Bovalto Ibraxion (inactivated IBR virus) - QI02AA03

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Bovalto Ibraxion

Bovine rhinotracheitis vaccine (inactivated)

This is a summary of the European public assessment report (EPAR) for Bovalto Ibraxion. It explains how the Agency assessed this veterinary medicine to recommend its authorisation in the European Union (EU) and its conditions of use. It is not intended to provide practical advice on how to use Bovalto Ibraxion.

For practical information about using Bovalto Ibraxion, animal owners or keepers should read the package leaflet or contact their veterinarian or pharmacist.

What is Bovalto Ibraxion and what is it used for?

Bovalto Ibraxion is a veterinary vaccine used to protect cattle against infectious bovine rhinotracheitis (IBR) virus. IBR virus infections affect the airways with nasal discharge, conjunctivitis (inflammation of the eye) and coughing.

Bovalto Ibraxion contains the active substance inactivated gene deleted IBR virus.

How is Bovalto Ibraxion used?

Bovalto Ibraxion is available as an emulsion and can only be obtained with a prescription. The vaccine is given into the neck at the front of the shoulder. Two injections are given 3 weeks apart to calves from age 2 weeks provided they have not acquired antibodies against IBR virus from the mother. When there are antibodies the vaccine should be given to calves from age 3 months. A booster injection is given at 6 month intervals.

Protection starts 2 weeks after vaccination and lasts for 6 months.

For further information, see the package leaflet.

How does Bovalto Ibraxion work?

Bovalto Ibraxion is a vaccine containing a version of the IBR virus that has been made inactive so it cannot cause infection. Vaccines work by ‘teaching’ the immune system (the body’s natural defences) how to defend itself against a disease. When Bovalto Ibraxion is given to cattle the animals’ immune system recognises the inactive virus as ‘foreign’ and makes antibodies against it.

In the future, if the animals are exposed to the active virus the immune system will be able to respond more quickly. The virus in the vaccine has also been modified to allow vaccinated animals to be distinguished from naturally infected animals so allowing better disease management.

Bovalto Ibraxion contains the adjuvant light paraffin oil to enhance the immune response.

What benefits of Bovalto Ibraxion have been shown in studies?

Field studies were conducted in around 300 cattle of various ages in both an IBR contaminated and an IBR free environment. Cattle vaccinated with Bovalto Ibraxion had protective levels of antibodies to IBR virus at 2 weeks after vaccination and the duration of protection was shown to last 6 months.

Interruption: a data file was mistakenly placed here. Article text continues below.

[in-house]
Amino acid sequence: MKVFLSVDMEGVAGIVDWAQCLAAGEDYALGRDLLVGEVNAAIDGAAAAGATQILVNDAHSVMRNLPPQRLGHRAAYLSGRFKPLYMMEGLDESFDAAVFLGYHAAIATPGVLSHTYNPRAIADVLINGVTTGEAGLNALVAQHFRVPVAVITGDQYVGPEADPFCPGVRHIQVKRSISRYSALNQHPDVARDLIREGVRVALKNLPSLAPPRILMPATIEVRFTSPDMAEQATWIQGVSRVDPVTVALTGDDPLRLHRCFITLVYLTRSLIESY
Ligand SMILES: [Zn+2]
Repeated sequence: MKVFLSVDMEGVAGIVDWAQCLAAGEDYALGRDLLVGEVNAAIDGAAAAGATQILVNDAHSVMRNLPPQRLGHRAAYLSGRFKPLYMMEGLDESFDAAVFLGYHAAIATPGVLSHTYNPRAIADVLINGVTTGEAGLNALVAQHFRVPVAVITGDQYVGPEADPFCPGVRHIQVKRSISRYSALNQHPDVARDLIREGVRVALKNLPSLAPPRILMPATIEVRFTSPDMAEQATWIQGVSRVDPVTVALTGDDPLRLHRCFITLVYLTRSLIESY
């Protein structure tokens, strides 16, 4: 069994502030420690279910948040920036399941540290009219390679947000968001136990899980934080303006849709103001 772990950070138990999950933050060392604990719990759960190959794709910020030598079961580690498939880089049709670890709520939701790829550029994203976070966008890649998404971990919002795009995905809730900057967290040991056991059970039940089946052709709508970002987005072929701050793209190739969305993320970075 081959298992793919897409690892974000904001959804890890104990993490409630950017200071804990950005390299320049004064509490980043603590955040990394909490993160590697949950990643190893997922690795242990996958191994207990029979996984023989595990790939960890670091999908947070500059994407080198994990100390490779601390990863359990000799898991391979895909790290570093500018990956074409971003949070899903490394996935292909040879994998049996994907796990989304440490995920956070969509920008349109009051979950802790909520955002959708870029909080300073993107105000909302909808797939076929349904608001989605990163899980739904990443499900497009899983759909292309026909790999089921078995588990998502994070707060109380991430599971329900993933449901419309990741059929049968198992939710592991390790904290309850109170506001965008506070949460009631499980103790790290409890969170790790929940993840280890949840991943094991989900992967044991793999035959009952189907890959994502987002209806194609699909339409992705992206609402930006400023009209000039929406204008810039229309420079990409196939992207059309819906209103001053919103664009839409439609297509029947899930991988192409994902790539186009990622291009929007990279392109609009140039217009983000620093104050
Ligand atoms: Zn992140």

What are the risks associated with Bovalto Ibraxion?

The injection of Bovalto Ibraxion may cause a temporary tissue reaction at the site of injection, which may last for three weeks and rarely up to five weeks. Ibraxion may cause a slight rise in body temperature (less than 1°C) for less than 48 hours after injection. This does not affect the health or performance of the animal.

What are the precautions for the person who gives the medicine or comes into contact with the animal?

Bovalto Ibraxion is an emulsion containing mineral oil. Accidental injection may cause severe pain and swelling, particularly if injected into a joint or finger –this could result in the loss of a finger if prompt medical attention is not given. If someone is accidentally injected with this product, they must seek medical attention immediately even if only a very small amount is injected. The package leaflet should be shown to the doctor. If pain persists for more than 12 hours after medical examination, the doctor should be contacted again.

What is the withdrawal period in food-producing animals?

The withdrawal period is the time required after administration of a medicine before an animal can be slaughtered and the meat used for human consumption. It is also the time required after administration of a medicine before milk may be used for human consumption.

The withdrawal period for meat and milk from cattle treated with Bovalto Ibraxion is ‘zero’ days, which means there is no mandatory waiting time.

Why is Bovalto Ibraxion approved?

The Agency’s Committee for Medicinal Products for Veterinary Use (CVMP) concluded that Bovalto Ibraxion’s benefits are greater than its risks and recommended that it be approved for use in the EU.

Other information about Bovalto Ibraxion?

The European Commission granted a marketing authorisation valid throughout the EU for Bovalto Ibraxion on 9 March 2000.

The name of the medicine was changed to Bovalto Ibraxion on 10 August 2016.

The full EPAR for Bovalto Ibraxion can be found on the Agency’s website: medicine/Veterinary medicines/European public assessment reports. For more information about treatment with Bovalto Ibraxion, animal owners or keepers should read the package leaflet or contact their veterinarian or pharmacist.

This summary was last updated in August 2016.